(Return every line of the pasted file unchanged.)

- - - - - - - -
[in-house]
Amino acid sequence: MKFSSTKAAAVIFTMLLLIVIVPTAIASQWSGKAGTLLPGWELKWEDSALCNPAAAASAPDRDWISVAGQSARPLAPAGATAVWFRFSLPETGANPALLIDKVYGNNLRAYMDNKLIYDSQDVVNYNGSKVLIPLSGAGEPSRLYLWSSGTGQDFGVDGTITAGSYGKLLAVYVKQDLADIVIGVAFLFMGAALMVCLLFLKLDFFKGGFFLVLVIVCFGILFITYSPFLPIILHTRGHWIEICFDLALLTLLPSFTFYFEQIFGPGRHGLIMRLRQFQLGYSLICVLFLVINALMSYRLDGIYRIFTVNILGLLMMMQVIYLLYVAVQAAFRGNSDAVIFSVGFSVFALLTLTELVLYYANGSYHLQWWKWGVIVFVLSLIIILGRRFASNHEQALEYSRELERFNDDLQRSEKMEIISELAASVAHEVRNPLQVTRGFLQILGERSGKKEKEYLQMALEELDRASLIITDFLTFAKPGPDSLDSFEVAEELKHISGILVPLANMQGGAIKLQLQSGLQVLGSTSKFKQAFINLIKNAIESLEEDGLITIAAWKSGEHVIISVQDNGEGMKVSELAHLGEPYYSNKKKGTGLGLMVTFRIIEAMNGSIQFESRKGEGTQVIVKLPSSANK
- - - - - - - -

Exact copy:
[in-house]
Amino acid sequence: MKFSSTKAAAVIFTMLLLIVIVPTAIASQWSGKAGTLLPGWELKWEDSALCNPAAAASAPDRDWISVAGQSARPLAPAGATAVWFRFSLPETGANPALLIDKVYGNNLRAYMDNKLIYDSQDVVNYNGSKVLIPLSGAGEPSRLYLWSSGTGQDFGVDGTITAGSYGKLLAVYVKQDLADIVIGVAFLFMGAALMVCLLFLKLDFFKGGFFLVLVIVCFGILFITYSPFLPIILHTRGHWIEICFDLALLTLLPSFTFYFEQIFGPGRHGLIMRLRQFQLGYSLICVLFLVINALMSYRLDGIYRIFTVNILGLLMMMQVIYLLYVAVQAAFRGNSDAVIFSVGFSVFALLTLTELVLYYANGSYHLQWWKWGVIVFVLSLIIILGRRFASNHEQALEYSRELERFNDDLQRSEKMEIISELAASVAHEVRNPLQVTRGFLQILGERSGKKEKEYLQMALEELDRASLIITDFLTFAKPGPDSLDSFEVAEELKHISGILVPLANMQGGAIKLQLQSGLQVLGSTSKFKQAFINLIKNAIESLEEDGLITIAAWKSGEHVIISVQDNGEGMKVSELAHLGEPYYSNKKKGTGLGLMVTFRIIEAMNGSIQFESRKGEGTQVIVKLPSSANK